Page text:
Harry Turner's Episodes of Personal History
Art Explanations #1    | HISTORY Page | Obituary Page |

 

 

when I tell them that Bradford plays a vital role in the international arts scene, but it’s true. Though if you’ve not heard of the Bradford International Print Biennale and are curious to see what it’s all about, you’ll have to wait until July 1976 for the next one. With my current interest in screen printing, I found the exhibition both a visual delight and a stimulating demonstration of contemporary print-making. So I am full of enthusiasm when I call on Lisa. Most of her possessions seem to be piled up outside the door of the flat but on negotiating the barricade I find she is not being evicted but merely succumbed to a mad impulse to paint her flat white... all over.
   With a deft dab that covers the last few square centimetres of ceiling with white satin-finish vinyl, Lisa gracefully descends the steps, puts brush and paint tin in my hands, and suggests I start in on the walls while she brews up some coffee.
   —How’s the screen printing project going? She asks.
   I mutter some excuse about plans being interrupted while I earn a living but admit that the visit to Bradford has sparked off a few ideas, which I proceed to daub on the unpainted part of the wall.
   —Remember the flat ziggurat illusion I once drew? The one like this...

 

... where there appears to be steps at one end although the whole thing is obviously only the thickness of one step. I started playing about with it, using three of the figures to form a cube shape...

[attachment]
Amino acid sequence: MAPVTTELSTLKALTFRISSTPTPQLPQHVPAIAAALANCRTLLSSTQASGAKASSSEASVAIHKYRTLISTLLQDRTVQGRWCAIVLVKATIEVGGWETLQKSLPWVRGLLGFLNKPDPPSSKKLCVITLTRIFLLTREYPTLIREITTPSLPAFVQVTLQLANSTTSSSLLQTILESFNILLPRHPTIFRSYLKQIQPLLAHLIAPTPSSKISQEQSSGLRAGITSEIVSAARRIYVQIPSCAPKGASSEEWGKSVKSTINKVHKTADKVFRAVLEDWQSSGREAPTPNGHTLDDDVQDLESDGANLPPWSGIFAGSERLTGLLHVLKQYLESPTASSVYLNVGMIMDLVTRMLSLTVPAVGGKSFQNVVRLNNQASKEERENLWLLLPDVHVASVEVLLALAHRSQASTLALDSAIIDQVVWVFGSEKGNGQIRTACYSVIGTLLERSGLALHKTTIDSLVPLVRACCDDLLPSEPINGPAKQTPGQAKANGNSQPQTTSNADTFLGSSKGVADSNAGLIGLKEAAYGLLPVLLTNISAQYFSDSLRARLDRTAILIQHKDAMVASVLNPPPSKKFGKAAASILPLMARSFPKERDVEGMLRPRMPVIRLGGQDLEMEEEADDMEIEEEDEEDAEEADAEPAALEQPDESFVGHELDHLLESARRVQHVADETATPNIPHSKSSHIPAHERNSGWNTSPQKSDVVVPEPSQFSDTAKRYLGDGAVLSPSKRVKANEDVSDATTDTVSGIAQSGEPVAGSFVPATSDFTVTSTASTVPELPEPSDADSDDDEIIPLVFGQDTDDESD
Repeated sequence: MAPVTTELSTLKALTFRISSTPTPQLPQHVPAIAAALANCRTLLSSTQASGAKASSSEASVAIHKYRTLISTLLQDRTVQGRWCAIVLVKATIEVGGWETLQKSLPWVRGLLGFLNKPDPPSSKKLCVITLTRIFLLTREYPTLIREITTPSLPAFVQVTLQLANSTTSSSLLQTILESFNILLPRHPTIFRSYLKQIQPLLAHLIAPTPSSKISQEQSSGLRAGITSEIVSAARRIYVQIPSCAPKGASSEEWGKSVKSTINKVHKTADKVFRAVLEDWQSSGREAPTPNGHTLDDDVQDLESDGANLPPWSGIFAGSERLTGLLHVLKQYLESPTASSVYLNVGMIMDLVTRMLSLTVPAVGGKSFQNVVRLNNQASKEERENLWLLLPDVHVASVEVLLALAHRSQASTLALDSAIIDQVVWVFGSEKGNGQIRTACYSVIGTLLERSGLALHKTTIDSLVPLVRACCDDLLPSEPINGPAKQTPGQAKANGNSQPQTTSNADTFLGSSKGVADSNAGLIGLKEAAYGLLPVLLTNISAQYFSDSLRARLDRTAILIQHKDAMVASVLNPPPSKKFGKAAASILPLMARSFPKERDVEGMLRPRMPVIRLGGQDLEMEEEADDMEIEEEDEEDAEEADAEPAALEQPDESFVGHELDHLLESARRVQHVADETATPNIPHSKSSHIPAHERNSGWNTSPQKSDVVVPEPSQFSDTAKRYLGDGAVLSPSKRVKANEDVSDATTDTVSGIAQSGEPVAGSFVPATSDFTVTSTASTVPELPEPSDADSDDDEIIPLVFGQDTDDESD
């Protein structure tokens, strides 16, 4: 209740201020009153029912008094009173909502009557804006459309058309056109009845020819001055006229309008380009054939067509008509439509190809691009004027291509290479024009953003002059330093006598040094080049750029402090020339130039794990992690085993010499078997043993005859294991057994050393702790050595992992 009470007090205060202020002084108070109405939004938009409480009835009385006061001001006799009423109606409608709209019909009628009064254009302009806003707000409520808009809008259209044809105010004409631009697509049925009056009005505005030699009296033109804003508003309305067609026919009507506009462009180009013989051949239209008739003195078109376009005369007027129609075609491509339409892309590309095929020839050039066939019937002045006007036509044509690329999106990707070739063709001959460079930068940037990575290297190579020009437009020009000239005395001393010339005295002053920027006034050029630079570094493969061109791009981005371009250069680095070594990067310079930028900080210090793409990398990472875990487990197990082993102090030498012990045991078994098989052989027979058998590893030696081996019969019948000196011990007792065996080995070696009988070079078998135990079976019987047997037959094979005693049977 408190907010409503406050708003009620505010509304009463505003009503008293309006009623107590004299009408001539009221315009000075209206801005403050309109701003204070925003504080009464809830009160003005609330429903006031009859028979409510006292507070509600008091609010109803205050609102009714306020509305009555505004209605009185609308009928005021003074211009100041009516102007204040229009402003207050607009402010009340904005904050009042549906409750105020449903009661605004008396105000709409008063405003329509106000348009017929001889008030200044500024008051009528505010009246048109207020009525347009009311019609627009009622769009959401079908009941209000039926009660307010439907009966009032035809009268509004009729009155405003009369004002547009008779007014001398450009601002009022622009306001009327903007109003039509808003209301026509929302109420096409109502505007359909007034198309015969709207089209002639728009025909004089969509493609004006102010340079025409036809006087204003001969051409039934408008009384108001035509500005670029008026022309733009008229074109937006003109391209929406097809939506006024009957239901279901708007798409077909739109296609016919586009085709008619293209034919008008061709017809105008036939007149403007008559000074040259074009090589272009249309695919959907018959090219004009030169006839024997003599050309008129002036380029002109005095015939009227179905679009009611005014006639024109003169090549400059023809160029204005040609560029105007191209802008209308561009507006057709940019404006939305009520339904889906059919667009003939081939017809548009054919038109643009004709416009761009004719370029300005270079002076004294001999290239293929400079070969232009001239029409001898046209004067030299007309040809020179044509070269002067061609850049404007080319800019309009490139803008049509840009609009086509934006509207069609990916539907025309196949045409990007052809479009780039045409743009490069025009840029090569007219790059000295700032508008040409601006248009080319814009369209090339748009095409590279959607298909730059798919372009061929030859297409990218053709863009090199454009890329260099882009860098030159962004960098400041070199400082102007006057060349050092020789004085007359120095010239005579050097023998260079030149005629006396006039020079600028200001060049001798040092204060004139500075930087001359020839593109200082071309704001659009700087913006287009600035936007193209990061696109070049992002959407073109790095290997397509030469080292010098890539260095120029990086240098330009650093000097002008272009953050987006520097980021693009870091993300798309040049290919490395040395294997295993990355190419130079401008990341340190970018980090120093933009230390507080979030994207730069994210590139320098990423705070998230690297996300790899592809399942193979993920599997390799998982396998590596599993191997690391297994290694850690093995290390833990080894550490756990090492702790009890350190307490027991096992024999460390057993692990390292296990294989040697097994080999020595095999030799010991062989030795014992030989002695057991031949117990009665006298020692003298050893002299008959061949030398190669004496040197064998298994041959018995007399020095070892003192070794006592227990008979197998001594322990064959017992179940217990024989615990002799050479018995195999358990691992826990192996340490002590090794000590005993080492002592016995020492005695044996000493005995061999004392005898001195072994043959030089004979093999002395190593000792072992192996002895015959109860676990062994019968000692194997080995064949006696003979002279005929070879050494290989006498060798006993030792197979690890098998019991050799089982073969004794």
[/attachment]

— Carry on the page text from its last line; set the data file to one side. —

... and did a few variations, with the result that I decided to drop some of the detail to concentrate on the “pure” shape as a different illusion seemed to be emerging from these sketches. By making a “hole” in the centre of the slabs, I obtained a figure that looked 3-dimensional but obviously could not be realised as a solid object.

 

 

—Rubbish, says Lisa confidently; she picks up three paperbacks and tries to juggle them into appropriate positions, fails to do so, and retires baffled.

   I warm to my theme.
   —Let’s begin on a simple basis. I draw five parallel lines, so...


Then I rotate them through 120 degrees, first to the left, then to the right...


superimpose them, like this—and end up with a grid,


and hidden in there is this shape—our "impossible" object again...

 

 

This provides us with a handy module that can be linked up in all sorts of ways, producing convincing 3-dimensional structures.

Like this unrealisable "Sculptural project"...            ... or this “Space Platform”...

Oddly enough, the rules of perspective can be applied to these drawings and, if anything, make them even more impressively 3-dimensional...


Look what happens when we apply perspective distortion to the Platform...

I stand back proudly admiring my handiwork only to encounter a glare from Lisa. Belatedly, I realise that the length of the wall is filled with sketches.
   —After all that doodling, it needs a second coat, she says sweetly.
   Several hours later, the job is finished and—wow!—the result is dazzling. Suffering from what I hope is temporary snow-blindness, I grope my way to the door, stumble over the obstacles on the landing, trip downstairs, and depart... ■


 

to page topSole © RFV&SDS, 2011.email address to contact